A cataract is characterized by clouding the eye's clear lens, resulting in gradual vision loss. Certain cancer treatment drugs can cause cataracts. People with cataracts experience cloudy or blurry vision, double vision, and discrepancies in seeing in the dark. The doctors prescribe appropriate interventions. In severe cases, the clouded lens is removed and replaced with an artificial false lens under local anesthesia.
Glaucoma is rare in people getting cancer therapies. The typical clinical manifestation of glaucoma includes increased intraocular pressure. This can dance on the optic nerve if left unaddressed and untreated.
Some drugs used in chemotherapy, immunotherapy, and targeted cancer therapy can make one's eyelids sore, swollen, and inflamed. The eyelids might also produce pus. Swollen and inflamed eyelids are known as blepharitis.
The doctors generally prescribe ointment, eyelid gels, and eye drops to soothe the swelling. Warm and damp compression can be employed to loosen the crusty swelling.
Eye infections are common in people receiving cancer treatment. Certain drugs can cause inflammation of the membrane enveloping the white part of the eye. Immunotherapy like Ipilimumab can cause eye infections. At times, this results in an inflammatory condition of the conjunctiva called pink eye or conjunctivitis. In some cases, bacteria and viruses can cause infections.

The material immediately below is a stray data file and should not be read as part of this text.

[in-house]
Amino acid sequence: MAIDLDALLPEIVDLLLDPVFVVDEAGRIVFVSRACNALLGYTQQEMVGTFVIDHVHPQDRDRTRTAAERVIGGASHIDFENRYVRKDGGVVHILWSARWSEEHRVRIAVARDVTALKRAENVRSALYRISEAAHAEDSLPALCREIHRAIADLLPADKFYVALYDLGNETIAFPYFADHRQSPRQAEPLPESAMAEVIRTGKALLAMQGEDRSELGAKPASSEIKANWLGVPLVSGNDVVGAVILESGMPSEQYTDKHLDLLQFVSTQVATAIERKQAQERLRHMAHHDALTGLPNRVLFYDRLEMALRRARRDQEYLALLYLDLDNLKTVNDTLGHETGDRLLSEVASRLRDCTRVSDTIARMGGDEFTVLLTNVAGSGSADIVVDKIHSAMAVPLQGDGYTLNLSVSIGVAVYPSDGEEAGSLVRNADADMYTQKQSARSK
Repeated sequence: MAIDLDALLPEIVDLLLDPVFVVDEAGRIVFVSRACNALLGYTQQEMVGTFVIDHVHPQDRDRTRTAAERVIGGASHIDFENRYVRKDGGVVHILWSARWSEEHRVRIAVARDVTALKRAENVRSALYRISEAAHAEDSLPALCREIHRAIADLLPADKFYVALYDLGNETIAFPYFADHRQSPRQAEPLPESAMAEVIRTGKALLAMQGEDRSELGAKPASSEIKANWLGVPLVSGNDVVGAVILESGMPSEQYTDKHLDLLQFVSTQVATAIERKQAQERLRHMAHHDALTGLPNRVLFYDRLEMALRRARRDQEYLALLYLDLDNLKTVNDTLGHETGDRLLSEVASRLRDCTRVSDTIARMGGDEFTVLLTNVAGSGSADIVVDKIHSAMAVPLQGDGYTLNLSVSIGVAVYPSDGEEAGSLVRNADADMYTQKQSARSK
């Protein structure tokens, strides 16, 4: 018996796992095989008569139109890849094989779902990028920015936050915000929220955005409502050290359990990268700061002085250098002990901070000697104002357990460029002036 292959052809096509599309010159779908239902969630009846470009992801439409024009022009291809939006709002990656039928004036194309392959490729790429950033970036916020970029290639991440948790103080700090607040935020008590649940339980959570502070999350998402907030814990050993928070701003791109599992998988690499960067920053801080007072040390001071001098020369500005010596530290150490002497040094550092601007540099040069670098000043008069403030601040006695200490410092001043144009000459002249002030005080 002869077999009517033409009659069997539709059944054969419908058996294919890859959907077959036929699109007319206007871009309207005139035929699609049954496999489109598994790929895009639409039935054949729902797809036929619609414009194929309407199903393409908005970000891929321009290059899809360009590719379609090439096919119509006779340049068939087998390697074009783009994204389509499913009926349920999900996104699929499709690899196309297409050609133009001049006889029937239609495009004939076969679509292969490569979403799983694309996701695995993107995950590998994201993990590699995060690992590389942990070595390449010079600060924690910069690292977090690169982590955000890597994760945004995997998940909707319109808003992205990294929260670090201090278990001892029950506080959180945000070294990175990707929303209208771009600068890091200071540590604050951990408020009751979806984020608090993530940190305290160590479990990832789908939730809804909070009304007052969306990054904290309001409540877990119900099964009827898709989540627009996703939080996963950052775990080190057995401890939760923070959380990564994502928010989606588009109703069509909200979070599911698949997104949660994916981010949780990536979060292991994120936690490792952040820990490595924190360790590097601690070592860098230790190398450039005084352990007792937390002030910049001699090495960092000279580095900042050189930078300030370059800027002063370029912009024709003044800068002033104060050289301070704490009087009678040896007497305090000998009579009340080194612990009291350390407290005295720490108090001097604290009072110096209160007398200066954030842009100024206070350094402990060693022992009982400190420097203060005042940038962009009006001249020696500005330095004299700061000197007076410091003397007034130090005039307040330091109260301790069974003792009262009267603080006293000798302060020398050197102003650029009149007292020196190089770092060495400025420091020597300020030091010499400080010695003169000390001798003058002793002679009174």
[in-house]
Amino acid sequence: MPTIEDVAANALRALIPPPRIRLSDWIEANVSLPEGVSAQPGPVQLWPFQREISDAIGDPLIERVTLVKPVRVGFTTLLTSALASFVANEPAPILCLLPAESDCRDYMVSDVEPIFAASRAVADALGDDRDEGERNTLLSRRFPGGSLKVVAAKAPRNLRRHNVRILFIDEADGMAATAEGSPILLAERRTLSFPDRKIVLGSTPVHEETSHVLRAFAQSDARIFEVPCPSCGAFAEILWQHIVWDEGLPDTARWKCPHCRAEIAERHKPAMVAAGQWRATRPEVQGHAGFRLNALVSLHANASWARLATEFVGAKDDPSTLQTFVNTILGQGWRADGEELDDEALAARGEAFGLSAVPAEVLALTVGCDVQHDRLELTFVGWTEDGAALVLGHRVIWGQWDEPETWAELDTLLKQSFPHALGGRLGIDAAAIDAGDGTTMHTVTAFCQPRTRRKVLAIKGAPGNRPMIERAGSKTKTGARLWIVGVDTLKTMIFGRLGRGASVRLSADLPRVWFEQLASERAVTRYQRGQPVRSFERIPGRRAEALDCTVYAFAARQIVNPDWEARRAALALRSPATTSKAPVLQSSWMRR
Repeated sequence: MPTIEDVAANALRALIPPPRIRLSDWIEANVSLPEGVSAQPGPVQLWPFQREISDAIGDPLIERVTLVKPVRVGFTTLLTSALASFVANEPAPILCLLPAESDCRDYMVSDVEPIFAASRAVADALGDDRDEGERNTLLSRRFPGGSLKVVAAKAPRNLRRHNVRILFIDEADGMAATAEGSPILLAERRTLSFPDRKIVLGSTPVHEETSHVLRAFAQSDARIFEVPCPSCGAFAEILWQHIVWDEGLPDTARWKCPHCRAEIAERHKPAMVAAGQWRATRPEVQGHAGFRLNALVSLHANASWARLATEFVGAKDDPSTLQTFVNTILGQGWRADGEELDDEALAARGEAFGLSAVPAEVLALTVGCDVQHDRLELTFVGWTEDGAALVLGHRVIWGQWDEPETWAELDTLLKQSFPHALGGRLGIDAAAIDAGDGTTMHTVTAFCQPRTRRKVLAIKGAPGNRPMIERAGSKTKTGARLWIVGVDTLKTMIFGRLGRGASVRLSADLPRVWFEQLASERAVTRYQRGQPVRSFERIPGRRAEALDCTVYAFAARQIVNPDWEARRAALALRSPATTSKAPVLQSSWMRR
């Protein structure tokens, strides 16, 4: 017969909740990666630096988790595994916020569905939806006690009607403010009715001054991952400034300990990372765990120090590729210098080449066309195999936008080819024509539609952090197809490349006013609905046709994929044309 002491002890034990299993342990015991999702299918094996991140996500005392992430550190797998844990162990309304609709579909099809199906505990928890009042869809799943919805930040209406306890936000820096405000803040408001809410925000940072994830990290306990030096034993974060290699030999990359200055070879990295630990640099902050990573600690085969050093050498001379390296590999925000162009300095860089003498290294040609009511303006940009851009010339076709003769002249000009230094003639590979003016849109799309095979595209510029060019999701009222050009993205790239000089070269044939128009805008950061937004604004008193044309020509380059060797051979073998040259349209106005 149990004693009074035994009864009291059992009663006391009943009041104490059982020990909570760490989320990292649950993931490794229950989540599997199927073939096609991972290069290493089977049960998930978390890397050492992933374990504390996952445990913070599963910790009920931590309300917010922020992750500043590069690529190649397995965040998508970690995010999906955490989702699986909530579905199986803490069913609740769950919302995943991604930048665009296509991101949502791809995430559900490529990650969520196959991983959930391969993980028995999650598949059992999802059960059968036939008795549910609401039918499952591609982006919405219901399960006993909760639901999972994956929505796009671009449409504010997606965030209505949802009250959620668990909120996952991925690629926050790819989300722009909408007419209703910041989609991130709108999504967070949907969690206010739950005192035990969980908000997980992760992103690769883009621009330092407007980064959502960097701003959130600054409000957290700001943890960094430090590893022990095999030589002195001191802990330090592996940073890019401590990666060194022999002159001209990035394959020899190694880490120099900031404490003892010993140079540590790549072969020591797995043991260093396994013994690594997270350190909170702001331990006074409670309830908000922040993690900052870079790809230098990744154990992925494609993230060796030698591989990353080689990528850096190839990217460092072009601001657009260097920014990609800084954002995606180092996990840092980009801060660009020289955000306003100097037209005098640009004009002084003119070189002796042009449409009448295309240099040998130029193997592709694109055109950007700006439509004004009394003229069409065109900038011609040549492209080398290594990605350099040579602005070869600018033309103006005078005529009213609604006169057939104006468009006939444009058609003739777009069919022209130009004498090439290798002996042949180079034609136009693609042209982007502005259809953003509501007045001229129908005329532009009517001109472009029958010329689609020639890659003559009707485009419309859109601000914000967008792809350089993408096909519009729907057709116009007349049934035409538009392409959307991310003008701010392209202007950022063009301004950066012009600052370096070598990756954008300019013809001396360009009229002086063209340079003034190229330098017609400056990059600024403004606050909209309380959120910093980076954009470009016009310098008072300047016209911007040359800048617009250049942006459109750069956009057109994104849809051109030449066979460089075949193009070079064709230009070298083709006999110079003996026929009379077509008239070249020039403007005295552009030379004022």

Some infections resolve on their own, while others require significant medical care. The doctors prescribe antibiotics in the form of eye drops or creams. Antihistamine tablets and eye drops might be prescribed for viral infections. Antibiotics in different forms are prescribed for bacterial infections.
Cancer treatments can cause adverse or unwanted reactions, resulting in nausea, hair loss, and fatigue. Moreover, some forms of treatment can also cause eye-related side effects affecting one’s vision, ease of reading, potential for daily functioning, and quality of life. Nevertheless, The eye problems associated with immunotherapy and other cancer treatments can be effectively managed with appropriate treatment options.